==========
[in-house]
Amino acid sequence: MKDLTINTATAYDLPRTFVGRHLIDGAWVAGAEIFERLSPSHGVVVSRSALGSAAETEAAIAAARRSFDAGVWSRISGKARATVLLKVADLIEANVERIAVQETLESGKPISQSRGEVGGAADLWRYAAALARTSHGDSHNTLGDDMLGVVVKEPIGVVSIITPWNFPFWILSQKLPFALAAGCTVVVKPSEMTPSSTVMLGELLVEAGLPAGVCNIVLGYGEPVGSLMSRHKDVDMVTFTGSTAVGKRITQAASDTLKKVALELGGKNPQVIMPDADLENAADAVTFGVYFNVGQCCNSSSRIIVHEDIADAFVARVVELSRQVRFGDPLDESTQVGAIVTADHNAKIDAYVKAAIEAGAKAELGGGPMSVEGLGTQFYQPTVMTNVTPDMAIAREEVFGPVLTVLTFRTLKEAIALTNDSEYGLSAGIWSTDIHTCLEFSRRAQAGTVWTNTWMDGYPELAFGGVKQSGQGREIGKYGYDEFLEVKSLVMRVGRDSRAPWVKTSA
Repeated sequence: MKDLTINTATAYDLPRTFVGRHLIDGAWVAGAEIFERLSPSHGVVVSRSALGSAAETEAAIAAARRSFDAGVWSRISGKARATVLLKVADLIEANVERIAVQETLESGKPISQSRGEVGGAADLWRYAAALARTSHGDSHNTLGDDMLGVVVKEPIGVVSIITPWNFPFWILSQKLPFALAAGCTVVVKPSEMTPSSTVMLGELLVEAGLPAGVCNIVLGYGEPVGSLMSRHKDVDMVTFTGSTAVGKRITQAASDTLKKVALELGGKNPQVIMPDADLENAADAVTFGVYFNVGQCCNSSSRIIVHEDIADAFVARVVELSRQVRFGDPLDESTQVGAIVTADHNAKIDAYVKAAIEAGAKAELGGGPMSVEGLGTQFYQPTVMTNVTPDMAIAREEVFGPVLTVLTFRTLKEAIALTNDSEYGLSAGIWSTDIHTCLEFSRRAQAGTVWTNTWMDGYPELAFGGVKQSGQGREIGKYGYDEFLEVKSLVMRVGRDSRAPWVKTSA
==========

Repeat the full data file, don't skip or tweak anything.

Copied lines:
[in-house]
Amino acid sequence: MKDLTINTATAYDLPRTFVGRHLIDGAWVAGAEIFERLSPSHGVVVSRSALGSAAETEAAIAAARRSFDAGVWSRISGKARATVLLKVADLIEANVERIAVQETLESGKPISQSRGEVGGAADLWRYAAALARTSHGDSHNTLGDDMLGVVVKEPIGVVSIITPWNFPFWILSQKLPFALAAGCTVVVKPSEMTPSSTVMLGELLVEAGLPAGVCNIVLGYGEPVGSLMSRHKDVDMVTFTGSTAVGKRITQAASDTLKKVALELGGKNPQVIMPDADLENAADAVTFGVYFNVGQCCNSSSRIIVHEDIADAFVARVVELSRQVRFGDPLDESTQVGAIVTADHNAKIDAYVKAAIEAGAKAELGGGPMSVEGLGTQFYQPTVMTNVTPDMAIAREEVFGPVLTVLTFRTLKEAIALTNDSEYGLSAGIWSTDIHTCLEFSRRAQAGTVWTNTWMDGYPELAFGGVKQSGQGREIGKYGYDEFLEVKSLVMRVGRDSRAPWVKTSA
Repeated sequence: MKDLTINTATAYDLPRTFVGRHLIDGAWVAGAEIFERLSPSHGVVVSRSALGSAAETEAAIAAARRSFDAGVWSRISGKARATVLLKVADLIEANVERIAVQETLESGKPISQSRGEVGGAADLWRYAAALARTSHGDSHNTLGDDMLGVVVKEPIGVVSIITPWNFPFWILSQKLPFALAAGCTVVVKPSEMTPSSTVMLGELLVEAGLPAGVCNIVLGYGEPVGSLMSRHKDVDMVTFTGSTAVGKRITQAASDTLKKVALELGGKNPQVIMPDADLENAADAVTFGVYFNVGQCCNSSSRIIVHEDIADAFVARVVELSRQVRFGDPLDESTQVGAIVTADHNAKIDAYVKAAIEAGAKAELGGGPMSVEGLGTQFYQPTVMTNVTPDMAIAREEVFGPVLTVLTFRTLKEAIALTNDSEYGLSAGIWSTDIHTCLEFSRRAQAGTVWTNTWMDGYPELAFGGVKQSGQGREIGKYGYDEFLEVKSLVMRVGRDSRAPWVKTSA